The 19-year-old was not even a regular starter for Lille last season but has capitalised on Christian Benteke’s injury to make an indelible mark at his first World Cup.
Four years ago, watching in awe as Spain passed their way to a first World Cup triumph in South Africa, the 15-year-old Divock Origi could only dream about one day scoring a winning goal in the tournament himself.
Then a prospect at Lille’s famed youth academy, Origi was light years away from such status but June 23, 2014’s dramatic late strike against Russia at the Maracana capped a meteoric 18-month rise to prominence.
Even the man himself has been surprised by his career trajectory. “I’m playing in my first World Cup and managed to score in my second game, so everything is going fast,” he told Goal. “But that’s what makes it special.
“I always believed [in getting to Brazil] but in football you never know. I just tried to play my game and enjoy it.”
Origi made an impact on his senior Lille debut in February 2013, coming on as a substitute to score a 75th-minute equaliser which salvaged a point for his side in a Ligue 1 clash with Troyes.
Last season he grew in prominence at Stade Pierre-Mauroy but still made 20 of his 32 appearances in all competitions from the bench as Lille finished third in Ligue 1, securing Champions League football.
Involvement in Belgium’s World Cup squad seemed no more than a pipe dream – Origi played no part in qualifying and did not have a senior cap to his name – but then Christian Benteke injured his Achilles tendon in April.
“I had a feeling I could be called up one month, maybe two months before the World Cup [in the wake of Benteke’s injury],” he admitted. “I had a suspicion but I wasn’t sure.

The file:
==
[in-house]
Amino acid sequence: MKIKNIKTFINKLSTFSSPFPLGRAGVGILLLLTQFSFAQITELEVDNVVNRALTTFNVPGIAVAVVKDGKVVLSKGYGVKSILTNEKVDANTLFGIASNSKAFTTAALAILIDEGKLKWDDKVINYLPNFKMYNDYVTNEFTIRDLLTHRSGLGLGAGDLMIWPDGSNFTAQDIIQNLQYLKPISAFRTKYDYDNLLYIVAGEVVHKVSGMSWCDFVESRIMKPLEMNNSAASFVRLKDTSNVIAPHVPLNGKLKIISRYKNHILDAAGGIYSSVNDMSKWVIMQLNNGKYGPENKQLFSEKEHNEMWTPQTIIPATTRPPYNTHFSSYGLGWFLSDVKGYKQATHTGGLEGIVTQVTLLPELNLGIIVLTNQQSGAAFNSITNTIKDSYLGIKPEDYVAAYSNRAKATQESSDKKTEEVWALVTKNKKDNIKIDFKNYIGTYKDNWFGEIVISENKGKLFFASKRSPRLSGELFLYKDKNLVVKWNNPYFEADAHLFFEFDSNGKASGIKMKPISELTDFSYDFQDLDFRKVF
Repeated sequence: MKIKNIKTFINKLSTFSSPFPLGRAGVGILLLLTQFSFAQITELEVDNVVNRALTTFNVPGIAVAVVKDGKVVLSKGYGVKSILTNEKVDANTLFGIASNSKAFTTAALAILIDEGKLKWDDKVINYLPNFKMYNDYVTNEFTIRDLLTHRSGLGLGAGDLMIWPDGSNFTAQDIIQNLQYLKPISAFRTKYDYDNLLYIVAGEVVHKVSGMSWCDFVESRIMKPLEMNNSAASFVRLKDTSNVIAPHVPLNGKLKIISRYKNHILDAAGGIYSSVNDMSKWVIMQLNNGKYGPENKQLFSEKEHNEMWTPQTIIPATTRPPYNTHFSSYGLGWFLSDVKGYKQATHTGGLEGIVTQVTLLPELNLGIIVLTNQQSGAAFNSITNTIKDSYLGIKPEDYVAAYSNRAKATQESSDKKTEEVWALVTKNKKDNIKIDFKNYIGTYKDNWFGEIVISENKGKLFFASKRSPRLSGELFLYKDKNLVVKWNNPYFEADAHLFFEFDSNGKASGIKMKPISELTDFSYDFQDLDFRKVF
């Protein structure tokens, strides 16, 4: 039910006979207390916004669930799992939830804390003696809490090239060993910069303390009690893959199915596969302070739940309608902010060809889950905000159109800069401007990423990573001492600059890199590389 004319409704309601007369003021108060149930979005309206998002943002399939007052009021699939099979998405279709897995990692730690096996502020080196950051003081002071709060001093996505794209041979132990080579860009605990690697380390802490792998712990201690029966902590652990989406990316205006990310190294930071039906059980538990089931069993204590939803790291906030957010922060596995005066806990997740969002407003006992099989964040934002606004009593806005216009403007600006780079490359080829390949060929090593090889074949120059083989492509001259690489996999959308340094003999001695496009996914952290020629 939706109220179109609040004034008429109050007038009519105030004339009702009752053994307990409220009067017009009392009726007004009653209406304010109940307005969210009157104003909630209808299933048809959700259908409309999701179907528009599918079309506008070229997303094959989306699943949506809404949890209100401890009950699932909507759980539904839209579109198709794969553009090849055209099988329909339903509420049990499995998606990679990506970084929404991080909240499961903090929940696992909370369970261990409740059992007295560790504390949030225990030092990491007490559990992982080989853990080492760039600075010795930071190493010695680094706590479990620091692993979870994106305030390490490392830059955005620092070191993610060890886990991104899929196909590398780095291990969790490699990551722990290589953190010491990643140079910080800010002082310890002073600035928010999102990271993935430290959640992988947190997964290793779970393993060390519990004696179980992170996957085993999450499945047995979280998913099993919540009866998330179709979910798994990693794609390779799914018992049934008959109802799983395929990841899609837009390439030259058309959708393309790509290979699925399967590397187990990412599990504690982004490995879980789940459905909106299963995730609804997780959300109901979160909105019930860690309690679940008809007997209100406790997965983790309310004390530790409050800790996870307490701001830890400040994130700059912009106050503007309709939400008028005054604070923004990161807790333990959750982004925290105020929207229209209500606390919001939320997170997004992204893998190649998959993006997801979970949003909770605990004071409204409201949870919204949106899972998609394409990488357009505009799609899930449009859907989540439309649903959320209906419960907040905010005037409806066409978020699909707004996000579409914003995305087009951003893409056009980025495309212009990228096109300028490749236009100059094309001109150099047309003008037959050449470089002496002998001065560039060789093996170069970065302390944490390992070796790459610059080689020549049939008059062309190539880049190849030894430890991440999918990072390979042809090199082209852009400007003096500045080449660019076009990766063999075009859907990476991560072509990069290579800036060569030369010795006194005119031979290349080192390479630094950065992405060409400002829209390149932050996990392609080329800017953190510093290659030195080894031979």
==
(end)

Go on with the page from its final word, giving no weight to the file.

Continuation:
“I knew I was one of the candidates [to replace him], and it was very special to be called up for the World Cup.”
Team-mate Toby Alderweireld freely admits he knew almost nothing about Origi before Marc Wilmots announced his final group for the tournament, but insists he has been impressed by what he has seen since.
“I didn’t see him until the squad was announced, but on the training pitch he’s shown a lot,” the Atletico Madrid man revealed.
“He’s a striker that has everything. He’s fast, strong, good technically. We don’t have to put too much pressure on him because he’s very young, but we are very happy to get him in the team.”
Many more know about him now. Origi caught the eye as a second-half substitute against Algeria before his goal scoring cameo against Russia. “He’s shown he can make a difference for us. We can trust him and that’s very important,” Alderweireld continued.
Origi comes from proud footballing stock. Three of his uncles played with distinction in his native Kenya and his father, Mike, was a goalkeeper-turned-striker who won the Belgian Pro League with Genk.
“He was in the stadium and he’s been very important in my life,” Origi admitted. “He guides me and it was very special to score with him here.”
Moments after sending his team to the knockout stages of their first World Cup since 2002, such guidance was obvious as Origi remained admirably calm and grounded while addressing the media in near-perfect English.
“I don’t think I realise [the significance of the goal] yet but it will come,” he said. “I’m very happy for me and for the team.
“To be able to score this goal, especially the winning goal, was very special for me. It’s a reward for my hard work at Lille.”